If they are coming into the country from outside the EU you may well have to pay the customer and exercise mob import duty and VAT and the post office about 8 quid to collect the due amount. Depends on value (including the postage). It used to be about 25USD limit. Don't know what that happens to be nowadays. I recently got clobbered for an extra 120 quid for an item recently. I thought I had been overcharged by a relatively small amount, so I politely asked customs to look at it again. Got a very nice surprise when the reply eventually came back - the best part of ninety pounds! Probably the age of the item made a difference, I don't know. I was over the moon as it made the item sooo much cheaper.
Sometimes the items are allowed through without any extras - a busy day or a happy customs person, so you can be lucky and not have to pay the extra, but just don't bank on it unless the total cost is below the allowable limit.
It can also depend how the seller marks the item on the green customs declaration. If you're lucky they'll mark it as a gift and no customs to be paid, at least that's what I've found. Whether it would still be the same for an expensive item, I don't know.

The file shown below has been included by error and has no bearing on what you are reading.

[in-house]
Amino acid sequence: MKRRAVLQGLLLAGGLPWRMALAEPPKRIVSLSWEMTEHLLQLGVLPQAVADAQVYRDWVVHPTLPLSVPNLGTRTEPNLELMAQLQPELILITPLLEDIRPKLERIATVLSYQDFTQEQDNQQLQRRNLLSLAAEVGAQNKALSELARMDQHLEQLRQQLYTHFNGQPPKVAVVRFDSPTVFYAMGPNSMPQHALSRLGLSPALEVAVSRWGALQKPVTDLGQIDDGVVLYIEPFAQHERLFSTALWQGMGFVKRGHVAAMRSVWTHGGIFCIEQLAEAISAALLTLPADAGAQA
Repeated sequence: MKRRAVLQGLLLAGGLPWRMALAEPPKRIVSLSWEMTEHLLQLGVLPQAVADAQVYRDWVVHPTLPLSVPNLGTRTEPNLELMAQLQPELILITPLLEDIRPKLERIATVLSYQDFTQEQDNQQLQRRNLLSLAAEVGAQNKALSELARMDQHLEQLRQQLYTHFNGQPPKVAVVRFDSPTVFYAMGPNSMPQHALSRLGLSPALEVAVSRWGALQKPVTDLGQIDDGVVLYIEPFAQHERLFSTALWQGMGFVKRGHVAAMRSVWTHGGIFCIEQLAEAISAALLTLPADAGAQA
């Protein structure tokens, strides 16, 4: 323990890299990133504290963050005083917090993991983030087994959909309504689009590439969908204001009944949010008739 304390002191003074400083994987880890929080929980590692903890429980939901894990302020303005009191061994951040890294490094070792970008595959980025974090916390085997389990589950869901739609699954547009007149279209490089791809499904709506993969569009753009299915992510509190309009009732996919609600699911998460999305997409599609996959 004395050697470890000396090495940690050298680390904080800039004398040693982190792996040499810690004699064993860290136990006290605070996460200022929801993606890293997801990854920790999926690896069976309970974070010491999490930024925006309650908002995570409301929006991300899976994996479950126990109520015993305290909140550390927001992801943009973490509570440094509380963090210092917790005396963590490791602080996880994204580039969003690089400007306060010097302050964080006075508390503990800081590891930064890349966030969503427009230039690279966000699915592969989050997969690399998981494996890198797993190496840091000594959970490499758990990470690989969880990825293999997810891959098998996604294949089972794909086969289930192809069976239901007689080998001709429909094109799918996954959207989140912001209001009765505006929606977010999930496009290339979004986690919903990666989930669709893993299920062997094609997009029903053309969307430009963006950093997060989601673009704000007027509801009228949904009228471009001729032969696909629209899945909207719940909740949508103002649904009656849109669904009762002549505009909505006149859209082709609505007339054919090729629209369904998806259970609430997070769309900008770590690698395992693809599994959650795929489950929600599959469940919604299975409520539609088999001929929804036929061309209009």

I was told by a very experienced bee keeper not to get involved with the refractometers sold on ebay as they are only good for jam and if I wanted one for the honey then I will be expecting to pay £200+ as the tolerances of ripe honey and unripe honey are quite close so the tool has to be precise. I tend to leave it to the bees the best way to test the ones on ebay is test unsealed and then sealed honey sorry if I have upset people who have bought them from ebay but its what I was told